[NTLK] How to connect your Newton to an ultra-fast 64 bit Windows 7 PC without using additional hardware or slowdown.exe
newtontalk at pda-soft.de
Sun Mar 13 15:38:41 EDT 2016
I have found a way to connect my Newton to my brand spanking new ultra-fast
64 bit Windows 7 PC without having to use additional hardware or
First things first: If you have a 64 bit Windows PC, you won't be able to
install NCK, NCU, NTK et al since to the best of my knowledge these are 16
bit applications that can be installed on 32 bit machines, but not on 64 bit
machines. I worked around this by setting up a virtual machine using my 32
bit Windows XP CD and installing NTK on this virtual machine.
Slowdown.exe is a program that gives your PC so much to do that the CPU has
little time to take care of other things. So said other things happen
slower, which makes the data transfer more reliable. On my old PC I needed
four separate instances of slowdown.exe. This more or less choked the CPU
and made it very hot. Since my new PC is way faster, slowdown.exe is no
longer an option. This animal was kinda expensive, and I won't heat its CPU
up unless I have to.
There's a Windows setting that is well hidden and doesn't belong where it
lives. But the force was with me today. By chance I stumbled across it in
Control Panel -> Power Options.
Once you have opened the Power Options, click on "Change when the computer
sleeps". Then click "Advanced power settings". A dialog will open. Open
"Processor power management" and "Maximum processor state". It will probably
be set to 100%. Set it to 1% and apply your change.
I am not sure if this works with all Windows versions and hardware setups.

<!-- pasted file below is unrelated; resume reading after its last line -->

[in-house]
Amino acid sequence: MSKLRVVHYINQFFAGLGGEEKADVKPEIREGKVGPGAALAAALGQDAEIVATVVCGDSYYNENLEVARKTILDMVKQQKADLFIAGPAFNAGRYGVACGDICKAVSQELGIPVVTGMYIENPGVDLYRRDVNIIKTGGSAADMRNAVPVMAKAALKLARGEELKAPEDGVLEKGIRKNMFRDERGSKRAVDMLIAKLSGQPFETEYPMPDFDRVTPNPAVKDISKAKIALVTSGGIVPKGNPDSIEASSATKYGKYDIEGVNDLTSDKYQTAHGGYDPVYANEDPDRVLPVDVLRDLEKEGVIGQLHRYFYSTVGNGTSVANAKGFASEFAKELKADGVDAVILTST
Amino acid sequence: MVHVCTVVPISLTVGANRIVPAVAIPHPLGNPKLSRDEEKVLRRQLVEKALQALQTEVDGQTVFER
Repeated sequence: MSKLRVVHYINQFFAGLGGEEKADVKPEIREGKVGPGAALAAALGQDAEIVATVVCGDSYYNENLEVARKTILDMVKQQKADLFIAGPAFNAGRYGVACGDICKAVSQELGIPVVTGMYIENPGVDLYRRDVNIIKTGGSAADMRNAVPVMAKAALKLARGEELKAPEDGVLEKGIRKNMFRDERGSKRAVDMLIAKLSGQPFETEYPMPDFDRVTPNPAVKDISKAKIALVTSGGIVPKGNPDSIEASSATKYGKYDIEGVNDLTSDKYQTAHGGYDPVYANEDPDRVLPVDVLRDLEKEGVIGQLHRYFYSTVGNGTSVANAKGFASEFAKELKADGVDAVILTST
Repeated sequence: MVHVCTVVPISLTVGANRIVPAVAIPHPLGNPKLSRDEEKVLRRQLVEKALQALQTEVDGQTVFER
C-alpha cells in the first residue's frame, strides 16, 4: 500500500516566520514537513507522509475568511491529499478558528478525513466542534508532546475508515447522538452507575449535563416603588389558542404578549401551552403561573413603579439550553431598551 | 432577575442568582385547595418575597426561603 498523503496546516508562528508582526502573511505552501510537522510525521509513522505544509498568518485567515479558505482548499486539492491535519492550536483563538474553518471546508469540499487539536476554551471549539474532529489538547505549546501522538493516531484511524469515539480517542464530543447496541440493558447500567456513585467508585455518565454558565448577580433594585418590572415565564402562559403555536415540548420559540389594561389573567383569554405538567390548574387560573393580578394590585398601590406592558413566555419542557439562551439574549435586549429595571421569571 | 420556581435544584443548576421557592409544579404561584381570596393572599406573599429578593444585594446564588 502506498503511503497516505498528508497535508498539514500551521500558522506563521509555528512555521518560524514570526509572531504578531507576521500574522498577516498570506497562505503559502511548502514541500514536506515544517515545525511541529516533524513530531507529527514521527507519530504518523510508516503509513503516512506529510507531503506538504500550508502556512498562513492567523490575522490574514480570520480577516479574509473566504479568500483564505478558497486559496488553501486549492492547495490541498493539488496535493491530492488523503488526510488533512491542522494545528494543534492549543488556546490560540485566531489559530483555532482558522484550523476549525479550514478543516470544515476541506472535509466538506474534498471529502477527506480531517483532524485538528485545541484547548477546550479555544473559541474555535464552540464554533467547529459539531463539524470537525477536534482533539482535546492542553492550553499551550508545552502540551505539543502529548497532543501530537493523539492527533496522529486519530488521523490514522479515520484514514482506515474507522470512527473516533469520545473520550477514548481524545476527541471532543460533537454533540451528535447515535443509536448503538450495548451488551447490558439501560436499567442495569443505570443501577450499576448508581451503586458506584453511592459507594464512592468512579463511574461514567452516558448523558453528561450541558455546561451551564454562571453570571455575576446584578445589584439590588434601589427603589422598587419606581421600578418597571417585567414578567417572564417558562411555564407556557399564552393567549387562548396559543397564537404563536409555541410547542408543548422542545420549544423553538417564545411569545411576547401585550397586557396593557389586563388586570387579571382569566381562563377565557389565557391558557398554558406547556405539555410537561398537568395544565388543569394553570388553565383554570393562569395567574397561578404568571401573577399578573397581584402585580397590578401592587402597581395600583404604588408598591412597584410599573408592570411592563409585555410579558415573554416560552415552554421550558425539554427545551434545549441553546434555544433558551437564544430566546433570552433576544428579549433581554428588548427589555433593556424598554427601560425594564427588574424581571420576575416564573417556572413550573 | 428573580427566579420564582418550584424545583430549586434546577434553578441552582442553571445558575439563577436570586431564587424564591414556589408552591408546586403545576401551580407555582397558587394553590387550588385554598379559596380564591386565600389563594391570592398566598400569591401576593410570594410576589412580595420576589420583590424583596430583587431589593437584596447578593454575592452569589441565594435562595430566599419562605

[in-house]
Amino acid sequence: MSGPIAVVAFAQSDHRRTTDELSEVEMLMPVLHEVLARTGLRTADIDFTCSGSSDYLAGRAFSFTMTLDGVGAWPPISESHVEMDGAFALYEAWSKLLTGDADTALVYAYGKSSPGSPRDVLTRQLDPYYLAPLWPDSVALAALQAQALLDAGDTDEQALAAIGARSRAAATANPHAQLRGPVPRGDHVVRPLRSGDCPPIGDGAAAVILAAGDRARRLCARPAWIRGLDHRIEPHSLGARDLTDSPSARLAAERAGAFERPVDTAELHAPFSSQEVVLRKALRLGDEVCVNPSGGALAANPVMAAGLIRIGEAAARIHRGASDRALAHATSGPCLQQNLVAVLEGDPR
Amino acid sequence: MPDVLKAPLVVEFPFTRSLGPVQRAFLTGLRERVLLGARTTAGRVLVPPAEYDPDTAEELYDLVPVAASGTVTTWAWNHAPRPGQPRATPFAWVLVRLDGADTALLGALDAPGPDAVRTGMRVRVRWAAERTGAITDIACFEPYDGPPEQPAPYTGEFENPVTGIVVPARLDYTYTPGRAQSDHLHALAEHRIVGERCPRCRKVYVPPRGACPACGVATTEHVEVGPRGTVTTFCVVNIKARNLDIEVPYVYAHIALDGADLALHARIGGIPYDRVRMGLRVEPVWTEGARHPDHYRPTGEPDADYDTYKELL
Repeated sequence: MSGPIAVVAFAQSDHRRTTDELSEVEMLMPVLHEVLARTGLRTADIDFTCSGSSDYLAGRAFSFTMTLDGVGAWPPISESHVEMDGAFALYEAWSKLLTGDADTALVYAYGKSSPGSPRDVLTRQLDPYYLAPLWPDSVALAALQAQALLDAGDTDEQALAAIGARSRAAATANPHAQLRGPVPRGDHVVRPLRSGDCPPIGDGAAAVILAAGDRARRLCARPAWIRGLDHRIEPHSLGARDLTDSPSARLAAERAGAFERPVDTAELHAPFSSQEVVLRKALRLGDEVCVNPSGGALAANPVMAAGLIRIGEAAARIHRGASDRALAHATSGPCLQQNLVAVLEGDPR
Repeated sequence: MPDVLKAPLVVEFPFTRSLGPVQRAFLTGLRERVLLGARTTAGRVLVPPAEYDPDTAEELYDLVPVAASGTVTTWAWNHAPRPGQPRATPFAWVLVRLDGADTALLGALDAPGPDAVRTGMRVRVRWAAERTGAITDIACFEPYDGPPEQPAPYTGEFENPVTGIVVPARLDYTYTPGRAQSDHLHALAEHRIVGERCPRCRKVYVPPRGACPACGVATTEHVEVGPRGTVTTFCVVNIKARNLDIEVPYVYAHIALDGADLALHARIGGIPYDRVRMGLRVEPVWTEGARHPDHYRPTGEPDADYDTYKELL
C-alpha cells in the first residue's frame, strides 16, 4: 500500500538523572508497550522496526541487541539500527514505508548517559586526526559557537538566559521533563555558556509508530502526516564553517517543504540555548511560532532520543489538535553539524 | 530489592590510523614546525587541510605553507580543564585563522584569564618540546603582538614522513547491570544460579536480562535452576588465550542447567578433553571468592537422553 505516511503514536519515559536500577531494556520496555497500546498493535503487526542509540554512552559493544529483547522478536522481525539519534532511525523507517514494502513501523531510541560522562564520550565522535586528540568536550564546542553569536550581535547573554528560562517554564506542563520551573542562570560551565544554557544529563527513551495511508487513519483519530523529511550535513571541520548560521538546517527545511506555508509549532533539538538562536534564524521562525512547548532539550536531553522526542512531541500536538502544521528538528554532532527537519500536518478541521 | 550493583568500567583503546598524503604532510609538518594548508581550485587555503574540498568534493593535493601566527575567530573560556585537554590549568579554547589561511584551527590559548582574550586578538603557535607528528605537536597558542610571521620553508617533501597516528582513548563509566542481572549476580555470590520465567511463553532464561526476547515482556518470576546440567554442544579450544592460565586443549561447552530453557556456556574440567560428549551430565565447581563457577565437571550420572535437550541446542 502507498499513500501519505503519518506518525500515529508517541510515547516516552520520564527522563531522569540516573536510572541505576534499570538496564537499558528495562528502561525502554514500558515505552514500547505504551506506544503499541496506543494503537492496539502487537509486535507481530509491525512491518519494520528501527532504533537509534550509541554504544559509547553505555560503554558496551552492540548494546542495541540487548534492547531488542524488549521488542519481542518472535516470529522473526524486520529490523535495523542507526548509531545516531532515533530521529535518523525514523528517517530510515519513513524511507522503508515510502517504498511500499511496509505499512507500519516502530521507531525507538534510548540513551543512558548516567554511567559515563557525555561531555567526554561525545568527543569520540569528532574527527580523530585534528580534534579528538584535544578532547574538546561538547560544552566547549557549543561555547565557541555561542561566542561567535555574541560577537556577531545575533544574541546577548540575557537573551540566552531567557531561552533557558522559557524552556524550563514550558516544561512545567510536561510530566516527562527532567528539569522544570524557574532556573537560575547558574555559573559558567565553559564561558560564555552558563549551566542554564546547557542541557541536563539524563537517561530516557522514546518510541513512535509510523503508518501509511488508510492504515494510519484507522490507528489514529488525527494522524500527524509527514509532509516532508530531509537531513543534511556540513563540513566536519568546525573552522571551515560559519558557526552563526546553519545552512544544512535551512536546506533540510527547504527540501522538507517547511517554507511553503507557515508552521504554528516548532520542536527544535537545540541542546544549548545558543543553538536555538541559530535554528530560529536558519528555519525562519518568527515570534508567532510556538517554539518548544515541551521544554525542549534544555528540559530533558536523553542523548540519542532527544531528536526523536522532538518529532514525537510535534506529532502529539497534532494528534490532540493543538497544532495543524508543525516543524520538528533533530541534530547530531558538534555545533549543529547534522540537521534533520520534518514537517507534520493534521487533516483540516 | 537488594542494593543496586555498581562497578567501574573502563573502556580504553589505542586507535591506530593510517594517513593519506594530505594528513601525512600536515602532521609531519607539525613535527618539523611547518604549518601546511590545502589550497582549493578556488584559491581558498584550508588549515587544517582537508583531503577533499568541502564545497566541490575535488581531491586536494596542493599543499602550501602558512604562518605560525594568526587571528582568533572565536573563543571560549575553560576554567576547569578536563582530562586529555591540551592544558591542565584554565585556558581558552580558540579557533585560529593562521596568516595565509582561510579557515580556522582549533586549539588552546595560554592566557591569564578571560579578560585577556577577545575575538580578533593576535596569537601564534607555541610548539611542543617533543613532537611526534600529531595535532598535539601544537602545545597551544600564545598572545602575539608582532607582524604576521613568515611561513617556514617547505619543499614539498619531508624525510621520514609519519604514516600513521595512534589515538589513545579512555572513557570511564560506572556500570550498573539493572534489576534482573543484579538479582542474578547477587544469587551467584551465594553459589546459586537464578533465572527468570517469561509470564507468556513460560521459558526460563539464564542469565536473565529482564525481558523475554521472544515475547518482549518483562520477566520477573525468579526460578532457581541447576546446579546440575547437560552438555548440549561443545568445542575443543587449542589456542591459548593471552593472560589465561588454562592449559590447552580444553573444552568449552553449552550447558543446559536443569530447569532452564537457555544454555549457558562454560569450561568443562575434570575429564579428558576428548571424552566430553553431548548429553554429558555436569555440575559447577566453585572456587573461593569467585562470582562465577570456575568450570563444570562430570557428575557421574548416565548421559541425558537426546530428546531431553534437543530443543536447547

Come to think of it, I'd be surprised if it did. I assume that for this to
work at all, the main logic board and the BIOS must support reducing the
CPU's clock frequency.
Sandra Lite (an excellent and free PC diagnostic program I've been using
ever since I built my first PC, available at http://www.sisoftware.eu/)
shows a clock frequency of about 780 MHz using the 1% setting and about 4GHz
using the 100% setting. Since 780 MHz is way more than 1% of 4GHz, there
must be a minimum clock frequency.
Amazingly, the PC doesn't feel at all like an 800 MHz machine. I don't
notice any performance reduction whatsoever. This is probably because modern
PCs twiddle their thumbs most of the time anyway if all you ask of them is
typing a NewtonTalk post and having a virtual machine transfer a Newton book
via the serial port.
During the last 30 minutes I've installed a 2 Megabyte Newton book on ten
different memory cards. The connection didn't miss a beat. If the above
setting is at 100%, it terminates immediately.
If you try this out, make sure you establish the connection on the Newton
first. Then select the package to download in NTK. Things will fail (and
have failed since the beginning of time) if you try it the other way round.
Since this will be beneficial to many Newton users, please post you findings
here, including you Windows version and where, if at all, you found the
"Maximum processor state" setting.
-- Newton software and hardware at http://www.pda-soft.de
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